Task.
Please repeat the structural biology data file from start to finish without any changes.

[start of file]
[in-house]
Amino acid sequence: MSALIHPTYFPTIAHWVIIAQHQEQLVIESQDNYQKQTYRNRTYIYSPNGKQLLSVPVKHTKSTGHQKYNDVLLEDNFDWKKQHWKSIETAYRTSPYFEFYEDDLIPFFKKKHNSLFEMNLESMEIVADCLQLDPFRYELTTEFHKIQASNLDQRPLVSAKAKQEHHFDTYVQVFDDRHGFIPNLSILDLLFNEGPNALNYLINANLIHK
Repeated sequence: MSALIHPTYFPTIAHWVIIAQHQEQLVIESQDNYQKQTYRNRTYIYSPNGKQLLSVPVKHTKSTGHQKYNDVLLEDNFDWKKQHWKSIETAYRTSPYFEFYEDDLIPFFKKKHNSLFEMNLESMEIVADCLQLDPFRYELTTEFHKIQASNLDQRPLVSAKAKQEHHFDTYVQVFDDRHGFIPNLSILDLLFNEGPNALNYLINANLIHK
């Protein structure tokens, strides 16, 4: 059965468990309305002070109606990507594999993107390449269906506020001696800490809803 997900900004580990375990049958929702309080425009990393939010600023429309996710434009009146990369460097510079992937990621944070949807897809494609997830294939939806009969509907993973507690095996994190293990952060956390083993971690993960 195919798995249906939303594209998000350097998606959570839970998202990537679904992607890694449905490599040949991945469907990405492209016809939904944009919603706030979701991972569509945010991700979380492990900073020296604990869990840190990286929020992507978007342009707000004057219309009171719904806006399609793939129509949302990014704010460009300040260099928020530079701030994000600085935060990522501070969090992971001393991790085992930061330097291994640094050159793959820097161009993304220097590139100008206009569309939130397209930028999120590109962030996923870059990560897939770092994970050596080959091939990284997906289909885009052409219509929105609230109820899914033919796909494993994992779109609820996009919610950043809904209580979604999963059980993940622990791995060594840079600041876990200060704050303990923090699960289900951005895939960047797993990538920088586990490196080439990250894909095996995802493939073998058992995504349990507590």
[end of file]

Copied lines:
[in-house]
Amino acid sequence: MSALIHPTYFPTIAHWVIIAQHQEQLVIESQDNYQKQTYRNRTYIYSPNGKQLLSVPVKHTKSTGHQKYNDVLLEDNFDWKKQHWKSIETAYRTSPYFEFYEDDLIPFFKKKHNSLFEMNLESMEIVADCLQLDPFRYELTTEFHKIQASNLDQRPLVSAKAKQEHHFDTYVQVFDDRHGFIPNLSILDLLFNEGPNALNYLINANLIHK
Repeated sequence: MSALIHPTYFPTIAHWVIIAQHQEQLVIESQDNYQKQTYRNRTYIYSPNGKQLLSVPVKHTKSTGHQKYNDVLLEDNFDWKKQHWKSIETAYRTSPYFEFYEDDLIPFFKKKHNSLFEMNLESMEIVADCLQLDPFRYELTTEFHKIQASNLDQRPLVSAKAKQEHHFDTYVQVFDDRHGFIPNLSILDLLFNEGPNALNYLINANLIHK
């Protein structure tokens, strides 16, 4: 059965468990309305002070109606990507594999993107390449269906506020001696800490809803 997900900004580990375990049958929702309080425009990393939010600023429309996710434009009146990369460097510079992937990621944070949807897809494609997830294939939806009969509907993973507690095996994190293990952060956390083993971690993960 195919798995249906939303594209998000350097998606959570839970998202990537679904992607890694449905490599040949991945469907990405492209016809939904944009919603706030979701991972569509945010991700979380492990900073020296604990869990840190990286929020992507978007342009707000004057219309009171719904806006399609793939129509949302990014704010460009300040260099928020530079701030994000600085935060990522501070969090992971001393991790085992930061330097291994640094050159793959820097161009993304220097590139100008206009569309939130397209930028999120590109962030996923870059990560897939770092994970050596080959091939990284997906289909885009052409219509929105609230109820899914033919796909494993994992779109609820996009919610950043809904209580979604999963059980993940622990791995060594840079600041876990200060704050303990923090699960289900951005895939960047797993990538920088586990490196080439990250894909095996995802493939073998058992995504349990507590």